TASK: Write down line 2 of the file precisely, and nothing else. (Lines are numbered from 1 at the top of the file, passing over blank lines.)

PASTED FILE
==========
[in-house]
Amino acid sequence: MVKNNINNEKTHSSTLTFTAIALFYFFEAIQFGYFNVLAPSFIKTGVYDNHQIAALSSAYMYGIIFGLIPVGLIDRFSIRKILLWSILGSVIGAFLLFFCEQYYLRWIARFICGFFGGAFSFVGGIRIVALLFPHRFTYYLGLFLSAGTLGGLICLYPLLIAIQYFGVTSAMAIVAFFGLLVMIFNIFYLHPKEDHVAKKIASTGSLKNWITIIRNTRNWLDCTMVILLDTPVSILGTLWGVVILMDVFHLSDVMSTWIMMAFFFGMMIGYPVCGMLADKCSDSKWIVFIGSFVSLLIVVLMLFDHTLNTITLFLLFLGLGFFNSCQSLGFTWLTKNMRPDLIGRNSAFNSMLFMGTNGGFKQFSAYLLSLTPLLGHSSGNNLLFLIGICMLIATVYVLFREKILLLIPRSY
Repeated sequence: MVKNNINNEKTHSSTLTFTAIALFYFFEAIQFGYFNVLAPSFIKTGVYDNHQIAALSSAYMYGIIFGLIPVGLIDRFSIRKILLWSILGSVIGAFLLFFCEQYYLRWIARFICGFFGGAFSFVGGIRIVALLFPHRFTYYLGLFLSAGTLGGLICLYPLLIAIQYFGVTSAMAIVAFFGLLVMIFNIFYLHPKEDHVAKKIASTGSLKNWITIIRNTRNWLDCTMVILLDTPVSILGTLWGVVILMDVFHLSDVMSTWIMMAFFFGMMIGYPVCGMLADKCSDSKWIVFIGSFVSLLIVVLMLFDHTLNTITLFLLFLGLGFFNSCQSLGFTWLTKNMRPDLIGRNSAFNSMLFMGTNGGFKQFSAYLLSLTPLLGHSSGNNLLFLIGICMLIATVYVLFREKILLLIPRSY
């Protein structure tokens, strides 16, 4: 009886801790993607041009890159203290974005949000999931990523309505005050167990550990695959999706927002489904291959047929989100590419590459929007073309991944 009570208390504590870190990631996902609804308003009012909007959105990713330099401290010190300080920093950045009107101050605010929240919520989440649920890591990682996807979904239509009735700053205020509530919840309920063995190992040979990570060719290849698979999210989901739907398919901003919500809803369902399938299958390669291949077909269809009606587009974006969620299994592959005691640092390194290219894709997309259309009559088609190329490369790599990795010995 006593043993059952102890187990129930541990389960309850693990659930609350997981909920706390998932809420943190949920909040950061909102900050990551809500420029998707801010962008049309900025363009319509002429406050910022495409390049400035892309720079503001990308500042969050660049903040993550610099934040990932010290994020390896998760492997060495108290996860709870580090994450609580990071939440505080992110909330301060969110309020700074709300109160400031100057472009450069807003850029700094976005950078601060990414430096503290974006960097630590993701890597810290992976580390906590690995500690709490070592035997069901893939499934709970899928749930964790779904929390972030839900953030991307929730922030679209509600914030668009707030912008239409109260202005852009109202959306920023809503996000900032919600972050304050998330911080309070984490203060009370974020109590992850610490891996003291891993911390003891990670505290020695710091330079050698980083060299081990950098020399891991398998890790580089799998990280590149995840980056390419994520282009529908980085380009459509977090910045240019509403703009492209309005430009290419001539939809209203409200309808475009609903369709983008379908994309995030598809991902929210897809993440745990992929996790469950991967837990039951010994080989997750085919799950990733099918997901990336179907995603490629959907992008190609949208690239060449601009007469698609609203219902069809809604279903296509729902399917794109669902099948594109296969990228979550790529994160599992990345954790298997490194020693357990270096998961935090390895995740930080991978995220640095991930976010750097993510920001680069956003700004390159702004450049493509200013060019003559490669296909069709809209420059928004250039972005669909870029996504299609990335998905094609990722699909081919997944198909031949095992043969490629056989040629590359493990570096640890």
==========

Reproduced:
Amino acid sequence: MVKNNINNEKTHSSTLTFTAIALFYFFEAIQFGYFNVLAPSFIKTGVYDNHQIAALSSAYMYGIIFGLIPVGLIDRFSIRKILLWSILGSVIGAFLLFFCEQYYLRWIARFICGFFGGAFSFVGGIRIVALLFPHRFTYYLGLFLSAGTLGGLICLYPLLIAIQYFGVTSAMAIVAFFGLLVMIFNIFYLHPKEDHVAKKIASTGSLKNWITIIRNTRNWLDCTMVILLDTPVSILGTLWGVVILMDVFHLSDVMSTWIMMAFFFGMMIGYPVCGMLADKCSDSKWIVFIGSFVSLLIVVLMLFDHTLNTITLFLLFLGLGFFNSCQSLGFTWLTKNMRPDLIGRNSAFNSMLFMGTNGGFKQFSAYLLSLTPLLGHSSGNNLLFLIGICMLIATVYVLFREKILLLIPRSY